Many (most) conventional forms of science communication (books, blogs, films, focused and/or beat-driven journalism) speak to self-selecting audiences. Several analyses have pointed to the growing “tribal” or partisan divide being a reliable predictor of acceptance of rejection of scientific findings on subjects like climate change, evolution and others. That’s part of the context that frames the question of how to reach beyond those who already know they’re interested in science. And then there’s this: over the last (n) years (where n is some length of time just slightly shorter than the speaker at the time has been doing whatever s/he does in science communication) there has been an enormous expansion in the ways science popularizers and audiences interact. From the impact of social media to the development radically local approaches like Story Collider and the science festival movement, experiments with form, venue, and approaches to the formation of audience and/or community have significantly broadened the opportunities for science and members of the public to encounter each other. Most important, a common thread among these newer genres and approaches has been framed the idea of science as an expression of culture, and not just a body of knowledge or of methods.
With this in mind, this session hopes to create a forum where we explore these developments more fully. Among facets of the issue to be discussed: we hope to raise and learn of examples where the best impact may be gained by deliberately not compartmentalizing definitions of science, but rather by reaching out through the exploration of all the nuances and different perspectives that science can offer us. From there we’ll go where the participants take the discussion, but some questions present in the moderators minds include thinking critically about the various ways the enterprise of science has been presented in the popular setting – how important is it to emphasize the usefulness of science; its historical significance, the creativity of its approach and the sheer awesomeness of its results, to name a few possibilities. At the same time, assuming participant interest, we can address questions of goals: what is it that popular science communication can (or should) strive to do?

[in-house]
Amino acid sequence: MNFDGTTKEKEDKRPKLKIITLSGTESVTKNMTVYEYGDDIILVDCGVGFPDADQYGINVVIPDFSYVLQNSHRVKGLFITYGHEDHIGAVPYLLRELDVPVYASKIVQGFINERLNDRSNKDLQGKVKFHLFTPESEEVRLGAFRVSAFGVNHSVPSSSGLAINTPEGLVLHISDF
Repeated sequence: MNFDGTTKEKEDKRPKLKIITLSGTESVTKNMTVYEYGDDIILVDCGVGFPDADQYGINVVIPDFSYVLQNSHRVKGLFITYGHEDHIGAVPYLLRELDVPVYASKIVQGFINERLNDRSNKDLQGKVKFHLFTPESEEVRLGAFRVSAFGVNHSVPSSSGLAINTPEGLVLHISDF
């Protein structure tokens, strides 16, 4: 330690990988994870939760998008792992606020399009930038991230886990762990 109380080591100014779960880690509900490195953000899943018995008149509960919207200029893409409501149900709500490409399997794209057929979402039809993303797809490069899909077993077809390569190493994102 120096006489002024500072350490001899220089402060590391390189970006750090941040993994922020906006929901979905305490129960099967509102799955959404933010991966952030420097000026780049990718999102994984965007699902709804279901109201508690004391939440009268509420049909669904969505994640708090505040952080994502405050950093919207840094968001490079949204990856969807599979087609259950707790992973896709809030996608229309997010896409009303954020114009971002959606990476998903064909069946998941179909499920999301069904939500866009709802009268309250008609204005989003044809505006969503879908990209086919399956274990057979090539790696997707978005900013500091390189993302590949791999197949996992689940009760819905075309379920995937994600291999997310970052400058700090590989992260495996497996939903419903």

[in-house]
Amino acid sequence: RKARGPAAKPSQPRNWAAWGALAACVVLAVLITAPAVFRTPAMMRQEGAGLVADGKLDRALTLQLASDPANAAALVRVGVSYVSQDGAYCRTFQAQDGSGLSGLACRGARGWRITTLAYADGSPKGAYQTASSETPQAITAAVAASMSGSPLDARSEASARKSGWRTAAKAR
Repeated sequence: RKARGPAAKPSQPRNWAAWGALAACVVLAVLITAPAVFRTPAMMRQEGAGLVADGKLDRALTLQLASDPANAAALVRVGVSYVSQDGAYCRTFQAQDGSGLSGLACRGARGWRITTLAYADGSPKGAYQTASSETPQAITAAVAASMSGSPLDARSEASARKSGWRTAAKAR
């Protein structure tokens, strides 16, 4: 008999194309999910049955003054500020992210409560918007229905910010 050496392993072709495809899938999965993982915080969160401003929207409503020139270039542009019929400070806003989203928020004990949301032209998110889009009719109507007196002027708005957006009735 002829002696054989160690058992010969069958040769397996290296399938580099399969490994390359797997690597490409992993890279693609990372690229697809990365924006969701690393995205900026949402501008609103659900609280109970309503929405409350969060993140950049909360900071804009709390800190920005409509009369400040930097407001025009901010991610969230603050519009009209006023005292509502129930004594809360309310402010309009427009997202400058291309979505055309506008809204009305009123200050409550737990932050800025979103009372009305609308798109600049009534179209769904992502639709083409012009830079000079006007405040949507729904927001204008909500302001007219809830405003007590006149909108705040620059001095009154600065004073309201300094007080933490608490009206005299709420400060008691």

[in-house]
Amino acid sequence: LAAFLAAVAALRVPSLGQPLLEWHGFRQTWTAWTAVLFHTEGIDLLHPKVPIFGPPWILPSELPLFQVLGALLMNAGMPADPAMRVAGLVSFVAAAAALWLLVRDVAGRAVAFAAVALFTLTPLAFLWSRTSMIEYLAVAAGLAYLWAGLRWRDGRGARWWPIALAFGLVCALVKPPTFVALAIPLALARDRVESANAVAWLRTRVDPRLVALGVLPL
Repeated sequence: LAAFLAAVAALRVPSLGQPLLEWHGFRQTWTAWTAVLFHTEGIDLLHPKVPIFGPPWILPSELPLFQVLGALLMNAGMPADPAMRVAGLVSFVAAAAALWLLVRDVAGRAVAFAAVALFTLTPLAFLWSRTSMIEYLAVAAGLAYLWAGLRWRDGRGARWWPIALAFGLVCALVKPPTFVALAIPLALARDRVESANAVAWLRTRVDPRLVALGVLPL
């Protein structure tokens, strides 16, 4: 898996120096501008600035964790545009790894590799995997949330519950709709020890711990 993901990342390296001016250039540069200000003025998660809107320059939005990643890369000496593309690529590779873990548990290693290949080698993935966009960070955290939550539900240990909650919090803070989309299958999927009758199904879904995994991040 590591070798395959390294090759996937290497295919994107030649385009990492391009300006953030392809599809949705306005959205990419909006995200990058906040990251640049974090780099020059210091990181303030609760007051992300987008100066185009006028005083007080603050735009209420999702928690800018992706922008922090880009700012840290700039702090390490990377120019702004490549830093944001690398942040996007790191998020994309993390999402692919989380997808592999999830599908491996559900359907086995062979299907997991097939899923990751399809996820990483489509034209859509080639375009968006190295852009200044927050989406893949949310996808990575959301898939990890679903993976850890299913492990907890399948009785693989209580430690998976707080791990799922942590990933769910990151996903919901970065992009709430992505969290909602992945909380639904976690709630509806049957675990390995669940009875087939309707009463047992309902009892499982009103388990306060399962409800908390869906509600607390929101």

David is currently focusing on a project that tries to address big questions, such as “What is science?” and “What does it mean to be scientifically literate?” at a level where younger children can contribute. Basically, something that gets all children, who even at an early age are shown to self identity with certain “choirs,” to value “questioning everything” but to also do this by using that thing we call the scientific method, the good and the bad. He hopes that this session, with its core audience of public science communicators, can add much needed insight to this intention.
Tom teaches and practices science communication. He hopes this discussion will offer some hints about how to do both better – and to reverse the conclusion that one might plausibly draw about the first quarter century of his working life: that his career is correlated with a net negative impact on the public engagement with science
- Why do some people not care about or even like science? How might one engage them?
- Do perceptions of science make science communication all the more challenging?
- What are some ways of talking or interacting with science that are most effective in reaching the “unconverted?”
- Do you find yourself always preaching to the choir?